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# Measuring time differences

 P: n/a Hi! I'm currently implementing a program which measures voltages through an external USB-AD-converter. It should output those values as time/voltage pairs. My problem is to measure the time to output (time elapsed since program start would do just fine) - it should be as precise as possible, as there may be only differences in milliseconds between two measurements. Currently I'm using (clock()/float(CLK_TCK)) as time value, which is not accurat enough as I get something like: Time Voltage 0 0 0 0.062474 0 0.124792 0.01 0.186798 0.01 0.248337 0.01 0.309255 0.01 0.3694 0.02 0.428622 0.02 0.486773 0.02 0.543707 0.02 0.599282 0.02 0.653359 0.03 0.705803 0.03 0.756483 0.03 0.805272 0.03 0.852048 0.03 0.896695 0.04 0.939101 0.04 0.979159 0.04 1.01677 So I need a more precise way of measuring time differences. What functions are available in C to do so? I'd like to keep my program as portable as possible, but finally it should run only on a Windows/DOS machine, so I can also use DOS-only functions if neccessary. Thank you very much! Yours, Dominik Wallner Dec 16 '05 #1
74 Replies

 P: n/a you could use gettimeofday() when you start and then call it periodically after that, comparing the values with the one at the start of the experiment. gettimeofday() returns the current time in seconds and microseconds. Dec 16 '05 #2

 P: n/a "coder1024" writes: you could use gettimeofday() when you start and then call it periodically after that, comparing the values with the one at the start of the experiment. gettimeofday() returns the current time in seconds and microseconds. Please read . gettimeofday() is not standard C. In fact, it's defined by the POSIX standard, and since the OP is using a Windows/DOS environment, it's likely not to be available. -- Keith Thompson (The_Other_Keith) ks***@mib.org San Diego Supercomputer Center <*> We must do something. This is something. Therefore, we must do this. Dec 16 '05 #3

 P: n/a Dominik Wallner writes: I'm currently implementing a program which measures voltages through an external USB-AD-converter. It should output those values as time/voltage pairs. My problem is to measure the time to output (time elapsed since program start would do just fine) - it should be as precise as possible, as there may be only differences in milliseconds between two measurements. Currently I'm using (clock()/float(CLK_TCK)) as time value, which is not accurat enough as I get something like: [snip] clock() measure CPU time, not real time. So I need a more precise way of measuring time differences. What functions are available in C to do so? I'd like to keep my program as portable as possible, but finally it should run only on a Windows/DOS machine, so I can also use DOS-only functions if neccessary. There are no portable functions in standard C to measure time with any particular precision. The time() function returns a value of time time_t, which is merely an arithmetic type capable of representing times; a typical resolution is 1 second, but there are no guarantees. You should ask in a DOS or Windows newsgroup. -- Keith Thompson (The_Other_Keith) ks***@mib.org San Diego Supercomputer Center <*> We must do something. This is something. Therefore, we must do this. Dec 16 '05 #4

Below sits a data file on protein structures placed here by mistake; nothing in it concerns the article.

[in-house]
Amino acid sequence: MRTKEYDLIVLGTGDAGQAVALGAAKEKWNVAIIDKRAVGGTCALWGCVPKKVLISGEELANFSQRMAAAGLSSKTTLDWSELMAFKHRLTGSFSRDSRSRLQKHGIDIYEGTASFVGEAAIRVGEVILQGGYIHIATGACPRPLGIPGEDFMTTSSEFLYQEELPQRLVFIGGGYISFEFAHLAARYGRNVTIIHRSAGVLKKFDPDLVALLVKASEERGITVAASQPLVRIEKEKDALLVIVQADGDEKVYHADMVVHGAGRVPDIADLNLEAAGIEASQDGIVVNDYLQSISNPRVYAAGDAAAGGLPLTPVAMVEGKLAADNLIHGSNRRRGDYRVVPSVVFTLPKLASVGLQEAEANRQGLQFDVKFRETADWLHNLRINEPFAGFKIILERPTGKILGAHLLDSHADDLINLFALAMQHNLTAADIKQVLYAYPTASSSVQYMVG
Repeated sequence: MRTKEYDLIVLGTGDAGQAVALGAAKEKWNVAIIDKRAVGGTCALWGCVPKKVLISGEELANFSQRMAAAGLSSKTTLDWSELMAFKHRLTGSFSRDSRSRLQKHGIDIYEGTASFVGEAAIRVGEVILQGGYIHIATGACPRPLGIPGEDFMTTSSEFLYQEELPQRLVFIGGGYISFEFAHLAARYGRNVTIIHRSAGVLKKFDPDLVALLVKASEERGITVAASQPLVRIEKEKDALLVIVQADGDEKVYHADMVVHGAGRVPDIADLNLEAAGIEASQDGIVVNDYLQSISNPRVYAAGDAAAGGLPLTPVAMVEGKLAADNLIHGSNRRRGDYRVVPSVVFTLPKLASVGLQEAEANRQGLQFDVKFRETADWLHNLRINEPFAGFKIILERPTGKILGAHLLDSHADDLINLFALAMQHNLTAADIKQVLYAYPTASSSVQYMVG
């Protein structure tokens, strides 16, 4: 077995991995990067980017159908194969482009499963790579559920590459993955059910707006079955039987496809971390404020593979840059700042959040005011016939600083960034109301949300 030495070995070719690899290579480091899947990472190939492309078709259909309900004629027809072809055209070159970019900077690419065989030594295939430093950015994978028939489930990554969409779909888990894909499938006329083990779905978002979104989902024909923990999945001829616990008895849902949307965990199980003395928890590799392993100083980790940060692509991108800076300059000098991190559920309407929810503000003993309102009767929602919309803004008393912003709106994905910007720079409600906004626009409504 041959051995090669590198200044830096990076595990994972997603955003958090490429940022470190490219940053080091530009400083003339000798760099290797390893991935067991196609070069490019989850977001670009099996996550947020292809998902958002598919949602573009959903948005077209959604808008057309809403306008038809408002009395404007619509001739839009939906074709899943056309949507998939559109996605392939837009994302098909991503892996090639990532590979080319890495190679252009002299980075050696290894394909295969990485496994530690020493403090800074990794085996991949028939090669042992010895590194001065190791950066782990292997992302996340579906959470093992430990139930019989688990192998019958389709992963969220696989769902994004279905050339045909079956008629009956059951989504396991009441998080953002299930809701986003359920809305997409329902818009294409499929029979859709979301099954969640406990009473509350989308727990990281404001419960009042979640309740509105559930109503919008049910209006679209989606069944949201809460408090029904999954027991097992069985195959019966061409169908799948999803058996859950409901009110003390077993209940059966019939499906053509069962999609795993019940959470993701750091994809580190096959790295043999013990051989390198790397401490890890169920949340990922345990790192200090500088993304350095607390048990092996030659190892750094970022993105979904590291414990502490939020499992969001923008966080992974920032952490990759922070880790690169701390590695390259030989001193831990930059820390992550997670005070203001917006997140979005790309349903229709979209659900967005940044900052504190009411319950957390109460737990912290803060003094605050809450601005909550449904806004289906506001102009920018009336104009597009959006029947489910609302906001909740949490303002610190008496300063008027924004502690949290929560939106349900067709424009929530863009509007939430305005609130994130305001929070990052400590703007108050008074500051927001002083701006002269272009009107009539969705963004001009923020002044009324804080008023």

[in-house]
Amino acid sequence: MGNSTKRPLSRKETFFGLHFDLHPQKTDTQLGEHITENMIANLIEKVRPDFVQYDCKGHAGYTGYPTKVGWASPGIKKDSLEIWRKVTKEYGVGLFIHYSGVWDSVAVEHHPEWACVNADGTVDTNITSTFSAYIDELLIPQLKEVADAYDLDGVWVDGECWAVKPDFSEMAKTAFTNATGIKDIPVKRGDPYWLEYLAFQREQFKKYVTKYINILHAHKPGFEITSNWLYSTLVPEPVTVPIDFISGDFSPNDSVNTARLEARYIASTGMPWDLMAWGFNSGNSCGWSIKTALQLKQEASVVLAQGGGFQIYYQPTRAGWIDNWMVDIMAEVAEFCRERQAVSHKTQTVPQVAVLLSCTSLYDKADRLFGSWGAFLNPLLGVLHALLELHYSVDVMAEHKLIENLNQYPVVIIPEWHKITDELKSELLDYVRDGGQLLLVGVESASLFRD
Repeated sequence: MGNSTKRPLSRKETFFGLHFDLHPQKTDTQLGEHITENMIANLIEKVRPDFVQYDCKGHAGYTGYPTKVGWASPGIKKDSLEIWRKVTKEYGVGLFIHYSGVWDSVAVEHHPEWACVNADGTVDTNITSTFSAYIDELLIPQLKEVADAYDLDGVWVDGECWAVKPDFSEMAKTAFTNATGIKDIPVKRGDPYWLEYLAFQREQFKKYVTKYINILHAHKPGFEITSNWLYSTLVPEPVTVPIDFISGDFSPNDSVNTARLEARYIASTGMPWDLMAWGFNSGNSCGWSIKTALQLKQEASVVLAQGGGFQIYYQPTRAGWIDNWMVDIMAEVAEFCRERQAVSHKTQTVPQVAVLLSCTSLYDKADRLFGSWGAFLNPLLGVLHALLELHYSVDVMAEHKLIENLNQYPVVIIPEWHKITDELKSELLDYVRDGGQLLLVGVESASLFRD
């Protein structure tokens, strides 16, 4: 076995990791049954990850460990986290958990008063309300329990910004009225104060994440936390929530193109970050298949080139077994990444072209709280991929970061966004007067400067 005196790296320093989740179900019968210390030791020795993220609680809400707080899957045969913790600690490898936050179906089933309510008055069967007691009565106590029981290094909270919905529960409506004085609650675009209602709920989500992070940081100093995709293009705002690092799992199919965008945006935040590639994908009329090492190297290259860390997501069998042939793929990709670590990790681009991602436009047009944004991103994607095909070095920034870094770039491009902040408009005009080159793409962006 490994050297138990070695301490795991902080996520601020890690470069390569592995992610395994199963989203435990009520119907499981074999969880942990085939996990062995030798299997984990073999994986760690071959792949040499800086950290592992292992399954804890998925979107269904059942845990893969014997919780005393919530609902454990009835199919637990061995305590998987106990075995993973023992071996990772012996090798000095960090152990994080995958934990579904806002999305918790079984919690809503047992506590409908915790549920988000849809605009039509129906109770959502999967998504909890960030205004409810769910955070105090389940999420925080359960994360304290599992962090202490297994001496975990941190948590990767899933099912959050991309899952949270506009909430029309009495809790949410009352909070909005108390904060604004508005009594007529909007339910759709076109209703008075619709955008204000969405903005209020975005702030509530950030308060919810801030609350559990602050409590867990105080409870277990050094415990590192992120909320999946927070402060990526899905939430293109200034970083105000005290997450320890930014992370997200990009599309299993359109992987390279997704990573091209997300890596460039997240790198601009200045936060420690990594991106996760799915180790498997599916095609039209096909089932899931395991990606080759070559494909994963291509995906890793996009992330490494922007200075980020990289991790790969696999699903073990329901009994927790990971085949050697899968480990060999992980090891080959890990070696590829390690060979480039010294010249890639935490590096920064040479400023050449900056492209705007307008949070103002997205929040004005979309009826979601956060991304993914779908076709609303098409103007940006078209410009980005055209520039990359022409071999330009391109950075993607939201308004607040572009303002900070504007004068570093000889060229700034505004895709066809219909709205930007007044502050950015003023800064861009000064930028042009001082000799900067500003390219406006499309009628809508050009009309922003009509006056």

P: n/a Dominik Wallner wrote: Hi! I'm currently implementing a program which measures voltages through an external USB-AD-converter. It should output those values as time/voltage pairs. My problem is to measure the time to output (time elapsed since program start would do just fine) - it should be as precise as possible, as there may be only differences in milliseconds between two measurements. Currently I'm using (clock()/float(CLK_TCK)) as time value, which is not accurat enough as I get something like: Time Voltage 0 0 0 0.062474 0 0.124792 0.01 0.186798 0.01 0.248337 0.01 0.309255 0.01 0.3694 0.02 0.428622 0.02 0.486773 0.02 0.543707 0.02 0.599282 0.02 0.653359 0.03 0.705803 0.03 0.756483 0.03 0.805272 0.03 0.852048 0.03 0.896695 0.04 0.939101 0.04 0.979159 0.04 1.01677 So I need a more precise way of measuring time differences. What functions are available in C to do so? I'd like to keep my program as portable as possible, but finally it should run only on a Windows/DOS machine, so I can also use DOS-only functions if neccessary. Wrap your time measurement into functions or macros, e.g. START_TIME CURR_TIME STOP_TIME and put your non-portable solution behind that. This way, you only have to change the function or macro definition. A good starting point to ask about system specific solutions may be comp.os.ms-windows.programmer Note: Above, you are using float; consider using double if you want to be sure to have more than six significant digits. Cheers Michael -- E-Mail: Mine is an /at/ gmx /dot/ de address. Dec 16 '05 #5

 P: n/a coder1024 wrote: you could use gettimeofday() when you start and then call it periodically after that, comparing the values with the one at the start of the experiment. gettimeofday() returns the current time in seconds and microseconds. There are two horrible errors in your post: 1) You provide no context for your "answer." I attribute this to your not knowing how to use groups.google.com correctly. 1a) Had you followed normal civil usenet practice and followed the newsgroup before posting, you would know how to do this correctly. 2) You provide an "answer" that uses a function that is not part of the standard C programming language. gettimeofday() has no definition in C. What arguments it takes, what values it returns, and what its side effects might be are completely undefined in C. 2a) Had you followed normal civil usenet practice and followed the newsgroup before posting, you would know not to provide such non-answers. Dec 16 '05 #6